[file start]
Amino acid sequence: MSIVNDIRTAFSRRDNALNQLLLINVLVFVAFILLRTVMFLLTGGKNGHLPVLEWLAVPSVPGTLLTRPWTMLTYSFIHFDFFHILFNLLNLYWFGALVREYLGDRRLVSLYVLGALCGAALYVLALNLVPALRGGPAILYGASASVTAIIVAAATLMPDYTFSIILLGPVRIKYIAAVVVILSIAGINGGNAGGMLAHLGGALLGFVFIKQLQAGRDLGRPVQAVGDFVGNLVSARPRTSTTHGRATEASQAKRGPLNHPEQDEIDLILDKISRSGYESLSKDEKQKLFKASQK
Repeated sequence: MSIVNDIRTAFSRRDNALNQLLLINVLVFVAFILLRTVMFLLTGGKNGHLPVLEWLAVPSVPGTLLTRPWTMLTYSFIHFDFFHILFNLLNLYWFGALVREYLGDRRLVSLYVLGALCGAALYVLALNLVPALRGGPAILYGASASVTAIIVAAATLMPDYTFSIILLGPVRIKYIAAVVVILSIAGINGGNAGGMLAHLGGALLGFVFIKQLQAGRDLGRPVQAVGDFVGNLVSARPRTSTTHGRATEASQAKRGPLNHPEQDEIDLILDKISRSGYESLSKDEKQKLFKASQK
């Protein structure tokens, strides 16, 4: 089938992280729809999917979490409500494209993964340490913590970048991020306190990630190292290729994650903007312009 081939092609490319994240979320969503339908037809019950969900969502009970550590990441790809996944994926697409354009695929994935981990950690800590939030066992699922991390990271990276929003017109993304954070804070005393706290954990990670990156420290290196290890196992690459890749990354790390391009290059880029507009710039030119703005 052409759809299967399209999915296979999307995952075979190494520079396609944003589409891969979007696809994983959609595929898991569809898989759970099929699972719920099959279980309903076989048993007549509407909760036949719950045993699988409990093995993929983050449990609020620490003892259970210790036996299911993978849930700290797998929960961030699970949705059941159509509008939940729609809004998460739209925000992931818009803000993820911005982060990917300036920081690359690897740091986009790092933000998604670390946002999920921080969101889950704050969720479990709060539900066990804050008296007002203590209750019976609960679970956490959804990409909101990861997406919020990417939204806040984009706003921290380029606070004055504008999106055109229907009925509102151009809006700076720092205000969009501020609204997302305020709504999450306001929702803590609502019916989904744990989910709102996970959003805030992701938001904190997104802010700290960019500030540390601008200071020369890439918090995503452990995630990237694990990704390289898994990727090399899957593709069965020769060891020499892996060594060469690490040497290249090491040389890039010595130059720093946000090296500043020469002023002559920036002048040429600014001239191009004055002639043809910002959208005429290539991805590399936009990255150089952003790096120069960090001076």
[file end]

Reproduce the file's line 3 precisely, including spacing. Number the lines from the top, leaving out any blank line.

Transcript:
């Protein structure tokens, strides 16, 4: 089938992280729809999917979490409500494209993964340490913590970048991020306190990630190292290729994650903007312009 081939092609490319994240979320969503339908037809019950969900969502009970550590990441790809996944994926697409354009695929994935981990950690800590939030066992699922991390990271990276929003017109993304954070804070005393706290954990990670990156420290290196290890196992690459890749990354790390391009290059880029507009710039030119703005 052409759809299967399209999915296979999307995952075979190494520079396609944003589409891969979007696809994983959609595929898991569809898989759970099929699972719920099959279980309903076989048993007549509407909760036949719950045993699988409990093995993929983050449990609020620490003892259970210790036996299911993978849930700290797998929960961030699970949705059941159509509008939940729609809004998460739209925000992931818009803000993820911005982060990917300036920081690359690897740091986009790092933000998604670390946002999920921080969101889950704050969720479990709060539900066990804050008296007002203590209750019976609960679970956490959804990409909101990861997406919020990417939204806040984009706003921290380029606070004055504008999106055109229907009925509102151009809006700076720092205000969009501020609204997302305020709504999450306001929702803590609502019916989904744990989910709102996970959003805030992701938001904190997104802010700290960019500030540390601008200071020369890439918090995503452990995630990237694990990704390289898994990727090399899957593709069965020769060891020499892996060594060469690490040497290249090491040389890039010595130059720093946000090296500043020469002023002559920036002048040429600014001239191009004055002639043809910002959208005429290539991805590399936009990255150089952003790096120069960090001076």